PHOTO: Kazakhstan Foreign Minister Kairat Abdrakhmanov second from left with the Assad regime’s representatives, including UN Ambassador Bashar al-Ja’afari, on Sunday


UPDATE 1125 GMT: The Astana talks have already fallen into acrimony, with the Assad delegation denying the legitimacy of the opposition rebel group.

The regime’s UN Ambassador Bashar Ja’afari called the opposition-rebels a “terrorist group delegation” He said it is characterized by “a departure from tact and diplomacy”, with an “insolent” and “provocative” opening statement from the head of the delegation, Mohammad Alloush.

Ja’afari continued that “this gathering was not organized by Syria” and said the regime is not responsible for the arrangements, i.e., who was invited on the opposition-rebel side.

UPDATE 0815 GMT: The Astana talks have begun.

The opposition-rebel delegation says that it will only discuss a ceasefire, release of detainees, and end to sieges — thus testing Russian and regime adherence — before any consideration of political arrangements.

The head of the delegation, Mohammad Alloush, made clear that “any political transition must start with removing Assad and its regime, and expelling all foreign militias affiliated with Iran from all Syrian lands”.

Alloush added that the opposition-rebel group will not meet directly with the Assad regime’s representatives, and that it does not consider Iran — in contrast to Russia and Turkey — as a guarantor of the agreement.

ORIGINAL ENTRY: Political talks over Syria’s crisis begin today in Kazakhstan, but with little hope of any advance in resolving the six-year conflict.

The Assad regime and Syrian opposition and rebels will send delegations to the discussions brokered by Russia and Turkey. Iran, the regime’s essential ally alongside Moscow, will be present as will UN envoy Staffan de Mistura. The US, sidelined since the autumn by the Russian-Turkish maneuvers, will only have observer status through the American Ambassador to Kazakhstan.

President Assad has already limited the scope of the talks by declaring that he will not accept a transitional governing authority, the centerpiece of international proposals since 2012. The opposition and rebels maintain that Assad must depart through a transitional process.

Opposition-rebel representatives have said that they are attending to test Russian and regime adherence to a ceasefire, release of political prisoners, and end to sieges. However, they do not expect the regime to engage any of these issues, instead tying up the discussions through debate over an agenda and insisting that “terrorism” must be the focus.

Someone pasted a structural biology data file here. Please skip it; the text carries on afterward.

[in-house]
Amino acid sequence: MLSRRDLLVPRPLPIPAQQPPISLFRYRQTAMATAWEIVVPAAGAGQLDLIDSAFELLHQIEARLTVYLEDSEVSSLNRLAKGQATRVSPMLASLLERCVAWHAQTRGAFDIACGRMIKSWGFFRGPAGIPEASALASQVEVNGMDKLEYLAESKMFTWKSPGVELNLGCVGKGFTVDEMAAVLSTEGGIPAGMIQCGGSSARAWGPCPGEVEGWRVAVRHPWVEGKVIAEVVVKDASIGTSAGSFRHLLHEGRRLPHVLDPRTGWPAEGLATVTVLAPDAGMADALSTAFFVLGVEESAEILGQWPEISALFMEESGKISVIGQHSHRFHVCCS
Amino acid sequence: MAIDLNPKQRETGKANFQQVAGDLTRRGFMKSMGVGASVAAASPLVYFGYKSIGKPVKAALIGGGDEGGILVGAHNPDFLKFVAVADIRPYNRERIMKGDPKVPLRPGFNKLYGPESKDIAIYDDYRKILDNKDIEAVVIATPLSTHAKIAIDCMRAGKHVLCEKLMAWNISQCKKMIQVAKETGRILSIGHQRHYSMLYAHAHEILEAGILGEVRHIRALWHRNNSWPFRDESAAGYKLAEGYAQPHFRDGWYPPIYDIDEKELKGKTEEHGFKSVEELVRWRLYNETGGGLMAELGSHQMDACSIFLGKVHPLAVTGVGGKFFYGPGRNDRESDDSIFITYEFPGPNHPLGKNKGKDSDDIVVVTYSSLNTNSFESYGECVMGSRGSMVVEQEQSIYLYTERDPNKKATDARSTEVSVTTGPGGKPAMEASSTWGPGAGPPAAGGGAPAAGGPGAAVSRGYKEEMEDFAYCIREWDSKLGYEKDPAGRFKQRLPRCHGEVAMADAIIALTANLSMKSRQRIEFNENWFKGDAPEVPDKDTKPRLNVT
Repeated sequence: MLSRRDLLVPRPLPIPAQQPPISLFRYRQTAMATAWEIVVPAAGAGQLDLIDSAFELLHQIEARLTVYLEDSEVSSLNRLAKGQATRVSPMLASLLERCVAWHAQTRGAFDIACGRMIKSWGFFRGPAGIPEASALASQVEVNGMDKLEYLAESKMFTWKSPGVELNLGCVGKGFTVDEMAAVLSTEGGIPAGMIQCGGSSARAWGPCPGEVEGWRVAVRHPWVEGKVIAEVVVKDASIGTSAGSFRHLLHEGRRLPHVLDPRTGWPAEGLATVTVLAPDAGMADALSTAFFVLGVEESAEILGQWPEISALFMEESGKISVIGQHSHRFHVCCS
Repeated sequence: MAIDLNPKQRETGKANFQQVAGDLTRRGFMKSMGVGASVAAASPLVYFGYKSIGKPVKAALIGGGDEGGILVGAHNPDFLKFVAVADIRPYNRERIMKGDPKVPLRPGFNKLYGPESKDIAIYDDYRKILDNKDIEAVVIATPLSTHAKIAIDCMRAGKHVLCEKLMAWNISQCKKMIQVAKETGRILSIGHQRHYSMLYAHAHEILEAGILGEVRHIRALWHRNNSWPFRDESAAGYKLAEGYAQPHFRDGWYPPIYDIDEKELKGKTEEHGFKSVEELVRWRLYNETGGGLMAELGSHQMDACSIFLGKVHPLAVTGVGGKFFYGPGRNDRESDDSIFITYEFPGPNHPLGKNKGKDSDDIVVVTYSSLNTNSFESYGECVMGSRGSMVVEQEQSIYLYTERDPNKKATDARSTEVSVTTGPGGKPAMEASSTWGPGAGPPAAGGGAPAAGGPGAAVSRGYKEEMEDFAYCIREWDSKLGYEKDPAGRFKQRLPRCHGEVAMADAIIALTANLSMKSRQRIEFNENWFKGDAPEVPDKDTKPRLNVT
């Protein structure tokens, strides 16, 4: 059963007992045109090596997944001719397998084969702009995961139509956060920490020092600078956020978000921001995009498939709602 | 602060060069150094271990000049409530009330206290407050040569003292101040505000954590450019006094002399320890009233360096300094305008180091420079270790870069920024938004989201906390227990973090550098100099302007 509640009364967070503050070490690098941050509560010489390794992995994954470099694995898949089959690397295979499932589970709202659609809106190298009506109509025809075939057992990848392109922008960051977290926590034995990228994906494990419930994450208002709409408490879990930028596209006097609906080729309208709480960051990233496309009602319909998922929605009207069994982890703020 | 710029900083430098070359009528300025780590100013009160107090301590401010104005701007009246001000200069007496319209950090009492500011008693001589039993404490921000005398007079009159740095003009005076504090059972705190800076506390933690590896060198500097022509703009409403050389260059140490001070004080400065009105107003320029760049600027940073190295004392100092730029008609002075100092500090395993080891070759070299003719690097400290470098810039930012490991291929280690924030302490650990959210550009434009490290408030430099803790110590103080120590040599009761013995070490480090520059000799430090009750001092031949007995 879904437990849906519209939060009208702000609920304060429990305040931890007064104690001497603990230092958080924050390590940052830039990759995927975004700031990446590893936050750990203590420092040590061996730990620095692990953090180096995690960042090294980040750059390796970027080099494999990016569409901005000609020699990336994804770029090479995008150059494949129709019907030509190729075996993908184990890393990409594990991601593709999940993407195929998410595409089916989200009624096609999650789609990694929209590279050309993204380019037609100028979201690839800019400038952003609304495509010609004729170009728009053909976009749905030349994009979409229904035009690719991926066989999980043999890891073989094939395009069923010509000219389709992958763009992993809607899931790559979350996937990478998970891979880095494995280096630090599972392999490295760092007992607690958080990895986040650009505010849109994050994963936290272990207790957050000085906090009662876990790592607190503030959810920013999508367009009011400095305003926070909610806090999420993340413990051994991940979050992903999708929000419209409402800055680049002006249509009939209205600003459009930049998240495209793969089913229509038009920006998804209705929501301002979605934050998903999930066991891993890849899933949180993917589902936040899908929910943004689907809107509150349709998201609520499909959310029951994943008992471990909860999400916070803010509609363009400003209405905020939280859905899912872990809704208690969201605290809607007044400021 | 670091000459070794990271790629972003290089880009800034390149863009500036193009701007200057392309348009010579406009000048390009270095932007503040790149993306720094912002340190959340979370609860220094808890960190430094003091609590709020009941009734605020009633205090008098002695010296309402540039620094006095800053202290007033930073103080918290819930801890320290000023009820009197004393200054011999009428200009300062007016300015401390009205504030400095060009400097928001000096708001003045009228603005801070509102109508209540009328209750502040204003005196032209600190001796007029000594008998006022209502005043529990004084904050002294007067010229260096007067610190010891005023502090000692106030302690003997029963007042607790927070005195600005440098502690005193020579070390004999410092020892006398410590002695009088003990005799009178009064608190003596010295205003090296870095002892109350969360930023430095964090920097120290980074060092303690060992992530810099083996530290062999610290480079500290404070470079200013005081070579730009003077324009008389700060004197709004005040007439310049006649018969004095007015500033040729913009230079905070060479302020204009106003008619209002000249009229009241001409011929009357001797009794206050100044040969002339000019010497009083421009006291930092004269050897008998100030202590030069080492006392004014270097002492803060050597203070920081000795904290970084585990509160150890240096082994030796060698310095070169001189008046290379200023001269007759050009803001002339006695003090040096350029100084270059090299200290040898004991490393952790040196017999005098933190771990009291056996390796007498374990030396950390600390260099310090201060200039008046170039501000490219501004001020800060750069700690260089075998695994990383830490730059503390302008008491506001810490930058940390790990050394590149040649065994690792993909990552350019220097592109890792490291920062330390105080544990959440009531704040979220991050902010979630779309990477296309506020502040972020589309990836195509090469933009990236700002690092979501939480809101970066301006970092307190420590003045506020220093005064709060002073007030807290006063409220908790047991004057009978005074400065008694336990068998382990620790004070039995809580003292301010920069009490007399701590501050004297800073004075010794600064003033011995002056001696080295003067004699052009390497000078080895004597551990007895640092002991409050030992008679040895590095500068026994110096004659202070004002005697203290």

Other signals reinforced pessimism over any progress. The regime has not sent any senior figures in its delegation, apart from its UN Ambassador Bashar al-Ja’afari. Kazakhstan’s foreign ministry says it expects the meetings to finish by noon on Tuesday.

The main Russian negotiator at the talks, Alexander Lavrentyev, said it is unclear if the regime and opposition-rebels — led by Mohammad Alloush, a senior official in the rebel faction Jaish al-Islam — will meet face-to-face or communicate via intermediaries.

On Sunday, the regime’s Ja’afari added a put-down on Turkey, which has supported the opposition and rebels since 2011 but pursued a deal with Russia since the summer for de facto partition of northern Syria, a ceasefire, and the political talks.

“Turkey is violating Syrian sovereignty so there is no Syrian-Turkish dialogue,” the Ambassador said.

“Hard Going”

Alexander Musienko, an adviser to the Russian Ambassador to Kazakhstan, told reporters that preparatory talks on Sunday were “hard going ….But one needs to give time to our negotiators to let them complete their mission.

“Undoubtedly one cannot resolve issues like this in just one day,” he added.

A “senior UN Security Council diplomat” was cautious:

The Astana process is a little bit of an unknown quantity, not quite sure what the Russians in particular have got in mind.

But provided that it helps get a genuine UN-led process up and running again….Then it can play a constructive role.

Jabhat Fatah al-Sham Tries to Ease Clashes With Rebel Factions

The jihadists of Jabhat Fatah al-Sham, who have been clashing with rebel factions in northwest Syria, have tried to ease tension by removing protection from an allied group.

JFS, formerly known as Jabhat al-Nusra, said the Jund al-Aqsa group had never actually joined them because JAA’s fighters had not adhered to a vetting procedure for criminals and “extremists” who provoked other factions.

Rebels have blamed Jund al-Aqsa for attacks on their members.

JFS’s move followed a demand from the Shura Scholars Council. However, rebel sources said the leadership of Ahrar al-Sham and other prominent factions are insisting that JFS fight with them against Jund al-Aqsa.

“This step was not enough,” said the sources.

White Helmets Volunteer Killed by Regime Strike on Wadi Barada

Another White Helmets rescuer has been killed by a regime airstrike.

Ahmad Alaya died on Sunday in a regime “double tap” strike targeted rescue workers in the Wadi Barada area.

Hezbollah and regime forces have been attacking Wadi Barada, northwest of Damascus, since December 22 in defiance of a ceasefire brokered by Russia and Turkey.

More than 150 White Helmets volunteers have been slain by pro-Assad attacks since 2013. Many of them have perished in the “double tap” strikes, in which warplanes and/or helicopters return for a second bombing as rescuers tend to victims of the first.